Sign of the Week: Do not enter

Sign of the Week is a weekly feature here on the SenSen Driving School blog that demystifies some common head-scratching signs you’ll see as a driver.

Donotenter

I want to keep it simple again this week. Not much to say about this one except you need to make sure you do not enter. This is typically mounted in areas where people can easily mistaken and drive into. If you make the mistake and enter, you will probably end up driving into oncoming vehicles. Yes, that’s terrifying for both you and the oncoming cars.

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Sign of the week: Prepare to stop

Sign of the Week is a weekly feature here on the SenSen Driving School blog that demystifies some common head-scratching signs you’ll see as a driver.

“Prepare to stop” signs are typically placed where you would have trouble seeing the traffic light initially because of a hill or a curve. This sign is strategically placed well before the traffic light so the driver can respond accordingly.

Preparetostop

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Sign of the week: Right lane ends ahead

Sign of the Week is a weekly feature here on the SenSen Driving School blog that demystifies some common head-scratching signs you’ll see as a driver.

Right lane ends here - sign - ICBC

This sign warns you that the lane ends after a certain distance. Sometimes these are accompanied by a specific distance, such as 200 m, appearing just below the sign.

It’s important to note that a “left lane ends ahead” sign also exists. Many of the rules and concepts we discuss in this blog post also apply to that sign—you just have to think of the opposite direction.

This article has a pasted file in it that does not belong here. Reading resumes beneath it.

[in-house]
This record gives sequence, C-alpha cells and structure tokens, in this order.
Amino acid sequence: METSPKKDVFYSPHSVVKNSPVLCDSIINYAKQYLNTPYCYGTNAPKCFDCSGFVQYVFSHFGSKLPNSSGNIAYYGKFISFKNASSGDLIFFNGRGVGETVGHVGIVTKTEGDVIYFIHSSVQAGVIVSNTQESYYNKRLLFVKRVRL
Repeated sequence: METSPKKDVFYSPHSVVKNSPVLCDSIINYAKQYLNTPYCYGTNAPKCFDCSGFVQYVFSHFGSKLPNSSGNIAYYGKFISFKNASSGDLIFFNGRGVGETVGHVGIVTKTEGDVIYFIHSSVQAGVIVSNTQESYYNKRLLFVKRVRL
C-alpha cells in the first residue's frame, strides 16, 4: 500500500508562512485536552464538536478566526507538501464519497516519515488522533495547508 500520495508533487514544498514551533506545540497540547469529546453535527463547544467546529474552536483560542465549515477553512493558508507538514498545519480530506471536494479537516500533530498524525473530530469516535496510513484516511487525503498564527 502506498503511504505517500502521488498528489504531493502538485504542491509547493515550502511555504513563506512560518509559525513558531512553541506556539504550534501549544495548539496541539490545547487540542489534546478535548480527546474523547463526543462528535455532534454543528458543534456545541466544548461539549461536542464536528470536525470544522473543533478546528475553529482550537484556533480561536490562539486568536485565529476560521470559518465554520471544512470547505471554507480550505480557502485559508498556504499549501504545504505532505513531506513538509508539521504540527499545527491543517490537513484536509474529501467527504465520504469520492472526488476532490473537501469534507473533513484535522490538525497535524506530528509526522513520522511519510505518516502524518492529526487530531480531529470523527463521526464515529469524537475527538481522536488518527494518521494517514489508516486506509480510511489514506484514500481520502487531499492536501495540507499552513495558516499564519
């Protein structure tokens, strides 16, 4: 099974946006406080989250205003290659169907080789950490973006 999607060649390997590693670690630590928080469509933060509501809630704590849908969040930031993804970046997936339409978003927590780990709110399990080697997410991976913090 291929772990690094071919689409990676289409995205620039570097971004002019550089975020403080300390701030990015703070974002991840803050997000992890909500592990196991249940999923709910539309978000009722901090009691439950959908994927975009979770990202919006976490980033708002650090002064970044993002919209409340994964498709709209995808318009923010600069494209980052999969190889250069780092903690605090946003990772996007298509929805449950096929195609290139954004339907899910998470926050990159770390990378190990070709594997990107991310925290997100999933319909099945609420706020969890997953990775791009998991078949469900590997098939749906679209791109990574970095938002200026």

The “right lane ends ahead” sign means exactly that: the right lane ahead ends. This means if you are already in the left lane, you need to be careful because the cars who are in the right lane will start coming into your lane.

Make sure you look ahead, stay sharp and anticipate other cars coming. If other drivers are not paying attention and don’t see this sign, they could easily cut into your lane without thinking twice.

Avoid driving in other cars’ blind spots just in case they don’t shoulder check and steer into your lane. I’ve seen that happen too many times before and have had to warn my students.

If you are in the right lane, then you need to start finding a safe gap for your self to merge into the left lane. This can be challenging if you notice the sign too late and other drivers don’t let you in. Look and scan further ahead so you can anticipate lanes ending.

When you are changing lanes go through this process:

1. Check your rear view mirror.
2. Signal to your desired direction.
3. Check the side mirror of the direction you’re going (that is, check your left mirror if you are changing lanes to the left lane).
4. Do a proper shoulder check (again, checking the direction you’re going to).
5. If it is safe, proceed with caution into the new lane.

Changing lanes can be a very daunting and challenging task for new drivers, but your driving instructor will work you through it and assist you while you are learning.

 

Sign of the week: Curb lane of cross street ahead is a reserved lane

Sign of the Week is a weekly feature here on the SenSen Driving School blog that demystifies some common head-scratching signs you’ll see as a driver.

Curb lane reserved
Many drivers—both experienced and new—commonly miss this sign before turning right, and they can end up turning to the closest lane.

But if you do that on a road test, it’s a ground for failure. 

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